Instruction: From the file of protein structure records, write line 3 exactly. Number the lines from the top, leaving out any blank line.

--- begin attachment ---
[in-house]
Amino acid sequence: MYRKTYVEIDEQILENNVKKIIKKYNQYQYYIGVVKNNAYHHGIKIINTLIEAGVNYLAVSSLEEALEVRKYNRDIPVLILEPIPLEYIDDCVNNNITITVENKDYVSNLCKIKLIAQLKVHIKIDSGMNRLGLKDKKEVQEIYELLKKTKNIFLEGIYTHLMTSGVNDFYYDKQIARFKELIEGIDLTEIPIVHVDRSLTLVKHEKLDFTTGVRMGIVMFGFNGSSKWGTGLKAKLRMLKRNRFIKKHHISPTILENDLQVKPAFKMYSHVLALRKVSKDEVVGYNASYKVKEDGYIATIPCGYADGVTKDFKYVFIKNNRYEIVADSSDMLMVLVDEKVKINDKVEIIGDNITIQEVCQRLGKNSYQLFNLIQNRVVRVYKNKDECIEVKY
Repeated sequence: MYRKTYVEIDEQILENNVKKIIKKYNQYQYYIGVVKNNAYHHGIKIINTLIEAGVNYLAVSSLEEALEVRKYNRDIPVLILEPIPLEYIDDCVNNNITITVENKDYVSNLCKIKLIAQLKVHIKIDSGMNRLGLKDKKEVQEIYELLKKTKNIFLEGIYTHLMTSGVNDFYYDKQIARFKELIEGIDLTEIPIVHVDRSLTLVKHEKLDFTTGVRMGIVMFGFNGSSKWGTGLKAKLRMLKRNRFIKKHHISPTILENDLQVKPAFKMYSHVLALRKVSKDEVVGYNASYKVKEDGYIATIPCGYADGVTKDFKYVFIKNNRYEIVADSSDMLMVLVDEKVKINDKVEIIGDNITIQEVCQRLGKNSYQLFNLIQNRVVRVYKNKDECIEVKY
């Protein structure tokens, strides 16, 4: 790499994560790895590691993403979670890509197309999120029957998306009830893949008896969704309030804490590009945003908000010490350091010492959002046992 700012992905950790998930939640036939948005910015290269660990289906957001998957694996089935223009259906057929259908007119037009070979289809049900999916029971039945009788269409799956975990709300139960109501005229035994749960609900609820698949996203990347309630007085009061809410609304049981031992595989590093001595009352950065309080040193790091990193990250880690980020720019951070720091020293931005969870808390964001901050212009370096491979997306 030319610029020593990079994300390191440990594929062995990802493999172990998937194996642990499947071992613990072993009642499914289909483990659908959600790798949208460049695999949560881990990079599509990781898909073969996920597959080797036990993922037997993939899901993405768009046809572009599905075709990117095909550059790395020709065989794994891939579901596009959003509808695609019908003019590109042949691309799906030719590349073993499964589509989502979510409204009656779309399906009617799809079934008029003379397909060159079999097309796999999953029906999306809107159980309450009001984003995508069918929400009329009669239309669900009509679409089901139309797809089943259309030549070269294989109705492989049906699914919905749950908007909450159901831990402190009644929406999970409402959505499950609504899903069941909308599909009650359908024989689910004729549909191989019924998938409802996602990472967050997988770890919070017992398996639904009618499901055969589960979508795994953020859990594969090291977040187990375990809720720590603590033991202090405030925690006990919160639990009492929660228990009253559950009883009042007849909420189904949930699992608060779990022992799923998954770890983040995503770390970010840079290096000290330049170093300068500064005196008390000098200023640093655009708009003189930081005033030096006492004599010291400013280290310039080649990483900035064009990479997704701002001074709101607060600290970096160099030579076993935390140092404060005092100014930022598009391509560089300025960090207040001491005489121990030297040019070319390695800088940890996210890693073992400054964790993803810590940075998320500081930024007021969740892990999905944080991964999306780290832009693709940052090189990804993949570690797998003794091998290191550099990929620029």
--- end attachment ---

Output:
Repeated sequence: MYRKTYVEIDEQILENNVKKIIKKYNQYQYYIGVVKNNAYHHGIKIINTLIEAGVNYLAVSSLEEALEVRKYNRDIPVLILEPIPLEYIDDCVNNNITITVENKDYVSNLCKIKLIAQLKVHIKIDSGMNRLGLKDKKEVQEIYELLKKTKNIFLEGIYTHLMTSGVNDFYYDKQIARFKELIEGIDLTEIPIVHVDRSLTLVKHEKLDFTTGVRMGIVMFGFNGSSKWGTGLKAKLRMLKRNRFIKKHHISPTILENDLQVKPAFKMYSHVLALRKVSKDEVVGYNASYKVKEDGYIATIPCGYADGVTKDFKYVFIKNNRYEIVADSSDMLMVLVDEKVKINDKVEIIGDNITIQEVCQRLGKNSYQLFNLIQNRVVRVYKNKDECIEVKY